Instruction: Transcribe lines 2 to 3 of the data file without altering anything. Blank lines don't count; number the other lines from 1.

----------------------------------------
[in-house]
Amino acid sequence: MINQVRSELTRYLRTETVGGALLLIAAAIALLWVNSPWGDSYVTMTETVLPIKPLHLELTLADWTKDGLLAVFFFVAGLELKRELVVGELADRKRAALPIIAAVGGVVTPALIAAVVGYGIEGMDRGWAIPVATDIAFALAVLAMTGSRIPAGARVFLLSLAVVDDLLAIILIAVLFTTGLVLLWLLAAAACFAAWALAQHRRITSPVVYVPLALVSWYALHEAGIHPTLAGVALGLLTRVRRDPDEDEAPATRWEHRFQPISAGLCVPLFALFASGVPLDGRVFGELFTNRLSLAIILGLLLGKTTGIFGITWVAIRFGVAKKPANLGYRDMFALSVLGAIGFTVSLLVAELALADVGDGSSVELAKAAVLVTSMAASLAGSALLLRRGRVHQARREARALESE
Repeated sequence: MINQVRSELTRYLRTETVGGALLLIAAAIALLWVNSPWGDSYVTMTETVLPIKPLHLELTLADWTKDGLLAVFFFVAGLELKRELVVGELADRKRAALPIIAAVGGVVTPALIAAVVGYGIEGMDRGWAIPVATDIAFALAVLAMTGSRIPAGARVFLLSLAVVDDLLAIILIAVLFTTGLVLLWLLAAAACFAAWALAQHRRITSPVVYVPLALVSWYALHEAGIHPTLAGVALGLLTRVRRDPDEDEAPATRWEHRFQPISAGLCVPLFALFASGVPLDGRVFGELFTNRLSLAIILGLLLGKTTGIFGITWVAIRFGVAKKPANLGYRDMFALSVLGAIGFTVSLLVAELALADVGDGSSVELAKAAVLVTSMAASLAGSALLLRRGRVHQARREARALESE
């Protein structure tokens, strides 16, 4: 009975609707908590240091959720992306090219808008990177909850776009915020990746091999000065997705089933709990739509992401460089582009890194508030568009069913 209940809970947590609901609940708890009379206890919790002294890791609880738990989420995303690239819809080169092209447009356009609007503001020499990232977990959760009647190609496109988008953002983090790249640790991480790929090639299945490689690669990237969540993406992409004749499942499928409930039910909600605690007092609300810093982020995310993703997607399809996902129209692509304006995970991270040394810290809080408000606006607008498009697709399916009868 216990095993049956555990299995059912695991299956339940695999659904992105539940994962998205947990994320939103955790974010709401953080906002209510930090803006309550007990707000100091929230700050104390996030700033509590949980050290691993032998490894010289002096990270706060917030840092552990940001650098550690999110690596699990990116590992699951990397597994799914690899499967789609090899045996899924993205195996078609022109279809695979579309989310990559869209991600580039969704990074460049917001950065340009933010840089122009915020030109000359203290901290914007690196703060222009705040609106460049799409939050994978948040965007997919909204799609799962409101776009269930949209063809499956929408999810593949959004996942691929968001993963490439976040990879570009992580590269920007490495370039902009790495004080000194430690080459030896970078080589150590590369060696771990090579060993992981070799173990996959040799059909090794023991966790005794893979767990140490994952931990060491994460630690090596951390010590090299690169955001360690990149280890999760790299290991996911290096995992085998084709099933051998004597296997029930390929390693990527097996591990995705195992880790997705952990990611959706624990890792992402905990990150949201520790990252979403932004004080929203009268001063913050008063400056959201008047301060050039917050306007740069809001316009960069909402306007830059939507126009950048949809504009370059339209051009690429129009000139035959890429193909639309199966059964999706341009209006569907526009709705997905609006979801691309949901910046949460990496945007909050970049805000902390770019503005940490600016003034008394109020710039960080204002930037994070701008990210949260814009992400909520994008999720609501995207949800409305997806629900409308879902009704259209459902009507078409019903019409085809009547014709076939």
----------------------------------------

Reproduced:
Amino acid sequence: MINQVRSELTRYLRTETVGGALLLIAAAIALLWVNSPWGDSYVTMTETVLPIKPLHLELTLADWTKDGLLAVFFFVAGLELKRELVVGELADRKRAALPIIAAVGGVVTPALIAAVVGYGIEGMDRGWAIPVATDIAFALAVLAMTGSRIPAGARVFLLSLAVVDDLLAIILIAVLFTTGLVLLWLLAAAACFAAWALAQHRRITSPVVYVPLALVSWYALHEAGIHPTLAGVALGLLTRVRRDPDEDEAPATRWEHRFQPISAGLCVPLFALFASGVPLDGRVFGELFTNRLSLAIILGLLLGKTTGIFGITWVAIRFGVAKKPANLGYRDMFALSVLGAIGFTVSLLVAELALADVGDGSSVELAKAAVLVTSMAASLAGSALLLRRGRVHQARREARALESE
Repeated sequence: MINQVRSELTRYLRTETVGGALLLIAAAIALLWVNSPWGDSYVTMTETVLPIKPLHLELTLADWTKDGLLAVFFFVAGLELKRELVVGELADRKRAALPIIAAVGGVVTPALIAAVVGYGIEGMDRGWAIPVATDIAFALAVLAMTGSRIPAGARVFLLSLAVVDDLLAIILIAVLFTTGLVLLWLLAAAACFAAWALAQHRRITSPVVYVPLALVSWYALHEAGIHPTLAGVALGLLTRVRRDPDEDEAPATRWEHRFQPISAGLCVPLFALFASGVPLDGRVFGELFTNRLSLAIILGLLLGKTTGIFGITWVAIRFGVAKKPANLGYRDMFALSVLGAIGFTVSLLVAELALADVGDGSSVELAKAAVLVTSMAASLAGSALLLRRGRVHQARREARALESE